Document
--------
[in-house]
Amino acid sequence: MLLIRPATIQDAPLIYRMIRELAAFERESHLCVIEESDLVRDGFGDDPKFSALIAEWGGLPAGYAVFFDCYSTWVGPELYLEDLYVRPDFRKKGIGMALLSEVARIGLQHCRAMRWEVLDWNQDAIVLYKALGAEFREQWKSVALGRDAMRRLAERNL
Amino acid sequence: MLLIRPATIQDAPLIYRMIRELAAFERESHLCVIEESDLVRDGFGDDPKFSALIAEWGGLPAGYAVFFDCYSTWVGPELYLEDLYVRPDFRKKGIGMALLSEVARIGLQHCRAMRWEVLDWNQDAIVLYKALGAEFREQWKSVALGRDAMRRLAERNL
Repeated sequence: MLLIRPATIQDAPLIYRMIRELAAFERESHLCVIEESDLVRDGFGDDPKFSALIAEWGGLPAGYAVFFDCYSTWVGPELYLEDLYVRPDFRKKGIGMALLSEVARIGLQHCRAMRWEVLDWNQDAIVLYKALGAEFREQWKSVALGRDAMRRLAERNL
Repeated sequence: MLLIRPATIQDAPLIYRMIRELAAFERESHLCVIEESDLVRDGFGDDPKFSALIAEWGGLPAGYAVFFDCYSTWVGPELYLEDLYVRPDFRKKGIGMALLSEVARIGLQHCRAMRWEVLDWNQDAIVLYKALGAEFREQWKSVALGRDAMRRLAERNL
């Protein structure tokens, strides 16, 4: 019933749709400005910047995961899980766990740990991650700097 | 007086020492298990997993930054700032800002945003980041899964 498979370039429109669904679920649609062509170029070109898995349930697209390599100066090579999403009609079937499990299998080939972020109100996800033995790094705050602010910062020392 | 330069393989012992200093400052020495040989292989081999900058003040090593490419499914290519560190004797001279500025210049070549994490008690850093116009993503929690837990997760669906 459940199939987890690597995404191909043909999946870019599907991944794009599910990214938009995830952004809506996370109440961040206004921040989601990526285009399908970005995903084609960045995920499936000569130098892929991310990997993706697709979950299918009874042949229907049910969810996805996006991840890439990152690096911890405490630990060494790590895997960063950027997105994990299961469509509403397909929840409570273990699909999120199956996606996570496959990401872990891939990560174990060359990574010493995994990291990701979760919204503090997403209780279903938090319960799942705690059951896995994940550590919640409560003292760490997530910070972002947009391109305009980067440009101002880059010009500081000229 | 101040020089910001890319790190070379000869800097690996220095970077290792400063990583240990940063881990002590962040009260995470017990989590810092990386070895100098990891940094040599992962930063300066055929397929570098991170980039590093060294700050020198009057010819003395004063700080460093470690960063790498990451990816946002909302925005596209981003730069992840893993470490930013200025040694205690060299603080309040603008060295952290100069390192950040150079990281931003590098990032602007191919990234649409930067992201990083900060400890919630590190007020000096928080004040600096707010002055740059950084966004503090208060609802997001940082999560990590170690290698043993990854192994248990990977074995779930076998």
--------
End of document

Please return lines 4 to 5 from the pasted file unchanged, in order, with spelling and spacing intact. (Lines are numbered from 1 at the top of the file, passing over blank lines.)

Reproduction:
Repeated sequence: MLLIRPATIQDAPLIYRMIRELAAFERESHLCVIEESDLVRDGFGDDPKFSALIAEWGGLPAGYAVFFDCYSTWVGPELYLEDLYVRPDFRKKGIGMALLSEVARIGLQHCRAMRWEVLDWNQDAIVLYKALGAEFREQWKSVALGRDAMRRLAERNL
Repeated sequence: MLLIRPATIQDAPLIYRMIRELAAFERESHLCVIEESDLVRDGFGDDPKFSALIAEWGGLPAGYAVFFDCYSTWVGPELYLEDLYVRPDFRKKGIGMALLSEVARIGLQHCRAMRWEVLDWNQDAIVLYKALGAEFREQWKSVALGRDAMRRLAERNL